Syntrio is a leader in both the ethics and compliance field, as well as human resources and employment law, and is prepared to help your company implement a compliance program aimed at reducing the potential impact of compliance violations within the organization. Syntrio takes an innovative philosophy towards compliance program design and strives to engineer engaging, entertaining, and thought-provoking content. Contact www.syntrio.com for more information about our ethics and code of conduct online courses and remember to follow us on Facebook, TwitterGoogle Plus and LinkedIn for daily updates on employment law and compliance that impact your company!

Written by, Jon Gonzalez, Esq., Chief Counsel for Syntrio

 

Trouble Brewing for Corporate Compliance

Trouble Brewing for Corporate Compliance

The United States Supreme Court has many important issues to decide in its upcoming term. Perhaps no case is more important to corporate compliance than Digital Reality Trust v. Somers, the landmark whistleblower case that will decide whether employees must actually report alleged violations to a government agency vs. just to their corporate compliance department in order to receive protection under the Dodd-Frank Act.

Should the Supreme Court decide that employees must report violations directly to a government agency then the burgeoning profession of “corporate compliance” could be virtually crippled. Indeed, in that scenario, federal and state governments would become the de facto “compliance” departments for companies both private and public.

The result of such a decision by the Supreme Court would have a seemingly catastrophic effect on companies and their employees, in that a great many more employees would be punished and/or retaliated against for trying to do the right thing. It would also leave in question anti-retaliation provisions in those states that do not have separate statutes for reporting of violations that turn out to be incorrect.


Learn more about Syntrio's online compliance courseware.


It is well-proven that employees who fear retaliation do not blow the whistle. In the event they can suddenly be punished for doing so the only ethical thing to do is for companies to institute stringent anti-retaliation policies and train their managers and employees on not just the policies themselves, but also what to do in the event a violation is suspected and set precedent for how companies will independently handle reported violations in a positive manner.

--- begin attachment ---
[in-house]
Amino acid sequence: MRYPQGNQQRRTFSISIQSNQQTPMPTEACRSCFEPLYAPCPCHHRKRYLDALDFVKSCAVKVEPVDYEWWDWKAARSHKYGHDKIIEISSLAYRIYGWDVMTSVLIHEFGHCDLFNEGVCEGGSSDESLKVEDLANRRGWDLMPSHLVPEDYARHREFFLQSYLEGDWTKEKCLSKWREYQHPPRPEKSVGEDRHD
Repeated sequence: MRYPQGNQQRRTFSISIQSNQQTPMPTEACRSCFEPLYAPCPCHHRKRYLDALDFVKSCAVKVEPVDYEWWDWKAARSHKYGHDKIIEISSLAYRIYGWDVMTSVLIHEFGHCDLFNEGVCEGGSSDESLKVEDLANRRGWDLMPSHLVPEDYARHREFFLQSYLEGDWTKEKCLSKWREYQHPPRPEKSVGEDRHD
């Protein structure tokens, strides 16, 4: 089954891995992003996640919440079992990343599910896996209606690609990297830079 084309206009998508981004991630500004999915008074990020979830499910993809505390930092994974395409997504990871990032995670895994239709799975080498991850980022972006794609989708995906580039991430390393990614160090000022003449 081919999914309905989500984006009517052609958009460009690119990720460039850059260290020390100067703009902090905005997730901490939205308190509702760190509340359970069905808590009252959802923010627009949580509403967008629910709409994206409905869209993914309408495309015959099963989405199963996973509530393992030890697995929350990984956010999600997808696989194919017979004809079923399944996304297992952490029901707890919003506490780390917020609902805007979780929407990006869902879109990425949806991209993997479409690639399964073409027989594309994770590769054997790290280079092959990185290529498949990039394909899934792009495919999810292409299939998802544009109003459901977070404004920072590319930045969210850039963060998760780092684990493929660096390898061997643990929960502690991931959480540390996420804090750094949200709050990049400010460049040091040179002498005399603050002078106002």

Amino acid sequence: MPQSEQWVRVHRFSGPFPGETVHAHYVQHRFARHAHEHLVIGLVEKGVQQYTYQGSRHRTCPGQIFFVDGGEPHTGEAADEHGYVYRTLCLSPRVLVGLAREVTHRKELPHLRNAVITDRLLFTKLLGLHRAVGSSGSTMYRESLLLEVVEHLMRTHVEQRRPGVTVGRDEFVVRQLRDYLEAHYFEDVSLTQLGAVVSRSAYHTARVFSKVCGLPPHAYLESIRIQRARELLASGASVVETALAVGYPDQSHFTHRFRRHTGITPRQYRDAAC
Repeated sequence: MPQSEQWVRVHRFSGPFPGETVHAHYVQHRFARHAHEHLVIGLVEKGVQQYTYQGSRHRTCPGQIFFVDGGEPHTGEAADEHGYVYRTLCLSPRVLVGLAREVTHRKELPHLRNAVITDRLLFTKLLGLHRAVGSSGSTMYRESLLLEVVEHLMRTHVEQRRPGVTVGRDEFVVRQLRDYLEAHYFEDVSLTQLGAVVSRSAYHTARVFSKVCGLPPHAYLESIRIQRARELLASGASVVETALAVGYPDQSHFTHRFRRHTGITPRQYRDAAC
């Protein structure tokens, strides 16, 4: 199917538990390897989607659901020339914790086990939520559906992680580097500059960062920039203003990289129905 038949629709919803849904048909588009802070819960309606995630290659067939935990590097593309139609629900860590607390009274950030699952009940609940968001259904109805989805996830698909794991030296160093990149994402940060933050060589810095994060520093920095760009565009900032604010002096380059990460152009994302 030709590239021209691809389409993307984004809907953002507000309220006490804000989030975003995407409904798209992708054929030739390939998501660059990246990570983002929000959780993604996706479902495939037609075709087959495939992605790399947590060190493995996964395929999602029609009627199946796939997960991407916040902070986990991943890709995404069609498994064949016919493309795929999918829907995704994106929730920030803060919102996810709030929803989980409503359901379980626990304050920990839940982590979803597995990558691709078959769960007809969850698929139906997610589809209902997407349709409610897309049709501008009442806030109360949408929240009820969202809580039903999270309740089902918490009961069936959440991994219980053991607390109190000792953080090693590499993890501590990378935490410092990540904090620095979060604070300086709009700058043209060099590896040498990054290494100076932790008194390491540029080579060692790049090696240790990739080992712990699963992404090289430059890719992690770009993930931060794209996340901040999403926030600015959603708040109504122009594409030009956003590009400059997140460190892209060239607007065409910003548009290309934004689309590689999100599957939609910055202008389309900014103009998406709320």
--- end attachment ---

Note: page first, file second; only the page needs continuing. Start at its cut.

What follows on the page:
While the odds of the Supreme Court deciding that whistleblowers must report violations to a government agency seem low, the federal government has always seemingly been at odds with the corporate compliance profession, and would like nothing more than to claw back some of the current philosophies and duties into its own pre-determined methods of compliance that were developed in the legal realm.

It is always a good idea to implement careful training programs for managers who craft policies that are impacted by changes in federal law and important Supreme Court decisions. As part of its suite of corporate compliance courseware, Syntrio provides online courses covering whistleblowing, anti-retaliation, and a variety of other topics critical to managing your business within the complicated laws governing the United States and its territories. We invite you to contact us at your convenience to learn more!


Syntrio is a leader in both the ethics and compliance field, as well as human resources and employment law, and is prepared to help your company implement a compliance program aimed at reducing the potential impact of compliance violations within the organization. Syntrio takes an innovative philosophy towards compliance program design and strives to engineer engaging, entertaining, and thought-provoking content. Contact www.syntrio.com for more information about our ethics and code of conduct online courses and remember to follow us on Facebook, TwitterGoogle Plus and LinkedIn for daily updates on employment law and compliance that impact your company!

Written by, Jon Gonzalez, Esq., Chief Counsel for Syntrio

 

Check out Richard Bistrong’s Interview with Nicole Rose

Moving Back In-House to Move Compliance to the Next Generation

Read Richard Bistrong's informative interview of Nicole Rose:  "Moving Back In-House to Move Compliance to the Next Generation"

Nicole shares her insights on a "network" approach to compliance in organizations.  As always, the article is laden with great recommendations for organizations to use in their compliance programs.


Syntrio is a leader in both the ethics and compliance field, as well as human resources and employment law, and is prepared to help your company implement a compliance program aimed at reducing the potential impact of compliance violations within the organization. Syntrio takes an innovative philosophy towards compliance program design and strives to engineer engaging, entertaining, and thought-provoking content. Contact www.syntrio.com for more information about our ethics and code of conduct online courses and remember to follow us on Facebook, TwitterGoogle Plus and LinkedIn for daily updates on employment law and compliance that impact your company!